Tuesday, 22 December 2015

On 22.12.15 by KieronMoore in , ,    No comments

The latest issue of Starburst magazine is out now!

This one's got a lot of me in it - I've written preview features for The Hateful Eight and the new X-Files series, I've contributed to the 2015 retrospective and the 2016 preview, and my review of Fear the Walking Dead is re-printed.

Plus, there's other stuff by other people.

Buy it from Tesco, WH Smiths or online.

Oh, and there's this letter. You know you've made it as a journo when someone writes in having failed to understand your joke.

Visit Starburst for the full version of this review.

One of the most common questions current Doctor Who showrunner Steven Moffat has had to fend off is whether the Doctor will ever meet that other hero of his, Benedict Cumberbatch’s Sherlock. And yet, that very crossover happened twenty-one years ago, albeit with different incarnations of both heroes, in Andy Lane’s New Adventures novel All-Consuming Fire. That novel has become the latest in a series of fan favourites to be adapted by Big Finish into the audio format.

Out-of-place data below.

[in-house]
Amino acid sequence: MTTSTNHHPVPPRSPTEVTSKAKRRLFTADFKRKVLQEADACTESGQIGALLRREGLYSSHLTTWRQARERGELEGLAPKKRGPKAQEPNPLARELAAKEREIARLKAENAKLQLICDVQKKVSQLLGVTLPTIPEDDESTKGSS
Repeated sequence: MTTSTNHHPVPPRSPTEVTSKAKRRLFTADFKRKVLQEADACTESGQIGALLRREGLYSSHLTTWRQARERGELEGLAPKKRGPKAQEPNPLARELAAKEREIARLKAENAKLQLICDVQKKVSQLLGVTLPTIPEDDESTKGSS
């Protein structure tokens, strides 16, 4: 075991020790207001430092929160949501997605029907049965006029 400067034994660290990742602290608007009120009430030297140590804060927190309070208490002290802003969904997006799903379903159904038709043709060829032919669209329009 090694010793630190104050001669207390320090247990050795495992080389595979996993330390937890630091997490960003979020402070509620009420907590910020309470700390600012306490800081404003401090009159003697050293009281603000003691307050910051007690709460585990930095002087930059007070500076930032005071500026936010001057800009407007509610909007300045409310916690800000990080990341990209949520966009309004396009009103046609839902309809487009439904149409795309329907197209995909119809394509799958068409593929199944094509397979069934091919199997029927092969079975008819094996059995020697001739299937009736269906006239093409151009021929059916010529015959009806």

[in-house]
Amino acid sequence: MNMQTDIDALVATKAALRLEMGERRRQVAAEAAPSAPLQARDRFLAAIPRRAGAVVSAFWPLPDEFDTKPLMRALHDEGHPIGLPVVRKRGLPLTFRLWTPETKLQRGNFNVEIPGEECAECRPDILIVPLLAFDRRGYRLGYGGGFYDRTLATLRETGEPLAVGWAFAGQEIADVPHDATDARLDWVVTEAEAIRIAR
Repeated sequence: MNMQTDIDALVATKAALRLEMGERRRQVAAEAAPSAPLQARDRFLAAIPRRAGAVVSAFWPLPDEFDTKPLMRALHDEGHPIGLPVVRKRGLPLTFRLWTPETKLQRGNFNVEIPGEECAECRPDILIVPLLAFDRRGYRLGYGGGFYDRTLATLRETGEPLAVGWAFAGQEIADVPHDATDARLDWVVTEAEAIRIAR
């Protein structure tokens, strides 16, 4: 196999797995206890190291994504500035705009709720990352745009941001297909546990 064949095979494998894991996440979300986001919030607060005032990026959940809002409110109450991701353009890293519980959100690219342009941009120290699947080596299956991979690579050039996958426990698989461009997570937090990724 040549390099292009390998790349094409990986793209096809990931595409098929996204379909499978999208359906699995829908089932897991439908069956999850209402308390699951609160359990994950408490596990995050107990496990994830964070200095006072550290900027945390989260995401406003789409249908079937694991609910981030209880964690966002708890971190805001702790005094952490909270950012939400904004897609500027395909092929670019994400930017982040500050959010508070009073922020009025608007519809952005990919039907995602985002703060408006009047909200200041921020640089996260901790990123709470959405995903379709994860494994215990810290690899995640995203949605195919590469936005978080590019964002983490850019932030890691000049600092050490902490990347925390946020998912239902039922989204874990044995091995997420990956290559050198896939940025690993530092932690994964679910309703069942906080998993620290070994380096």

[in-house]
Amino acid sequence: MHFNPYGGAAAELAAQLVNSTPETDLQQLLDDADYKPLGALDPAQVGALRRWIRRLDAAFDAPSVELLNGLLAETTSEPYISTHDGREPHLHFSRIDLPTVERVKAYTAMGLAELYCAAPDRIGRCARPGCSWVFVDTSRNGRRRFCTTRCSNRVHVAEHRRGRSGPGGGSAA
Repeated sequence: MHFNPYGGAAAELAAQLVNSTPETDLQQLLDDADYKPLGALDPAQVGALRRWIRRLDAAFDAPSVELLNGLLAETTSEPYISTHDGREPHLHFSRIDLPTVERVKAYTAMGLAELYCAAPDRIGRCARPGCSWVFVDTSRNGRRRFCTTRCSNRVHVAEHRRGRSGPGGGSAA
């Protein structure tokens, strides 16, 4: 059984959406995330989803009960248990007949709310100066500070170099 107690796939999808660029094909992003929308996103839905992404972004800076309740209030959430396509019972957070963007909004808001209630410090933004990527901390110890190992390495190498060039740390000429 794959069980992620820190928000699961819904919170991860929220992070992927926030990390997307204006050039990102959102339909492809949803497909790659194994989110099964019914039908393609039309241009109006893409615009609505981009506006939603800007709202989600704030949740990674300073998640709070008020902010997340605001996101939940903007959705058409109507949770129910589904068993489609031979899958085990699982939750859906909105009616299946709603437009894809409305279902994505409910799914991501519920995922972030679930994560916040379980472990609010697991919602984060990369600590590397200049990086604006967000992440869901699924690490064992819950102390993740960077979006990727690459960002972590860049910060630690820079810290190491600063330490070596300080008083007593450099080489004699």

All-Consuming Fire starts off like a proper Sherlock Holmes story, with a case taking in the gangs of London, dog fighting, and a secret library, and with some finely plotted moments of deduction. But when the Doctor visits 221B Baker Street, things start to get unusual. The second half feels more like a Doctor Who story, with a portal underneath an Indian palace and a trip to an alien planet leading to a confrontation with a god-like being. It’s at this bombastic climax where the story falters, becoming a little too simplistic and action-oriented and so not giving us the clever pay-off Holmes fans in particular may expect.